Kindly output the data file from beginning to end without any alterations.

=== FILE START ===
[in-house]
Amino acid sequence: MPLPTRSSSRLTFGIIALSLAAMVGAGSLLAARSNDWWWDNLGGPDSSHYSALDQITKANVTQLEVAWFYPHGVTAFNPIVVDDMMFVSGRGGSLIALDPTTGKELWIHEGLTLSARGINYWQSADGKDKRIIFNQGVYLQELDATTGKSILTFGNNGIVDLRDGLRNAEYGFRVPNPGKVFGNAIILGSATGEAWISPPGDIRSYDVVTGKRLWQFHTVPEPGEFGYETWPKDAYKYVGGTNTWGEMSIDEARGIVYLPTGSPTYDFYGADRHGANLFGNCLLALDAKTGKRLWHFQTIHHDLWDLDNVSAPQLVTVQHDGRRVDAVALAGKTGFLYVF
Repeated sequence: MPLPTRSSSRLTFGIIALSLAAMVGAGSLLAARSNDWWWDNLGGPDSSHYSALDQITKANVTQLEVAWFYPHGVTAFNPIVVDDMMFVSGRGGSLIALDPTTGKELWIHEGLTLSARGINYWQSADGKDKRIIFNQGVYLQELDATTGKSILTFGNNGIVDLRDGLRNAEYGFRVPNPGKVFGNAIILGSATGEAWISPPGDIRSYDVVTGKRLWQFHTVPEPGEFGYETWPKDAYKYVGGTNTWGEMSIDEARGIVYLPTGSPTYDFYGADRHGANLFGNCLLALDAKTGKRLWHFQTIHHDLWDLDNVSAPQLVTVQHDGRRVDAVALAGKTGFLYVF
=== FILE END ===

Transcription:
[in-house]
Amino acid sequence: MPLPTRSSSRLTFGIIALSLAAMVGAGSLLAARSNDWWWDNLGGPDSSHYSALDQITKANVTQLEVAWFYPHGVTAFNPIVVDDMMFVSGRGGSLIALDPTTGKELWIHEGLTLSARGINYWQSADGKDKRIIFNQGVYLQELDATTGKSILTFGNNGIVDLRDGLRNAEYGFRVPNPGKVFGNAIILGSATGEAWISPPGDIRSYDVVTGKRLWQFHTVPEPGEFGYETWPKDAYKYVGGTNTWGEMSIDEARGIVYLPTGSPTYDFYGADRHGANLFGNCLLALDAKTGKRLWHFQTIHHDLWDLDNVSAPQLVTVQHDGRRVDAVALAGKTGFLYVF
Repeated sequence: MPLPTRSSSRLTFGIIALSLAAMVGAGSLLAARSNDWWWDNLGGPDSSHYSALDQITKANVTQLEVAWFYPHGVTAFNPIVVDDMMFVSGRGGSLIALDPTTGKELWIHEGLTLSARGINYWQSADGKDKRIIFNQGVYLQELDATTGKSILTFGNNGIVDLRDGLRNAEYGFRVPNPGKVFGNAIILGSATGEAWISPPGDIRSYDVVTGKRLWQFHTVPEPGEFGYETWPKDAYKYVGGTNTWGEMSIDEARGIVYLPTGSPTYDFYGADRHGANLFGNCLLALDAKTGKRLWHFQTIHHDLWDLDNVSAPQLVTVQHDGRRVDAVALAGKTGFLYVF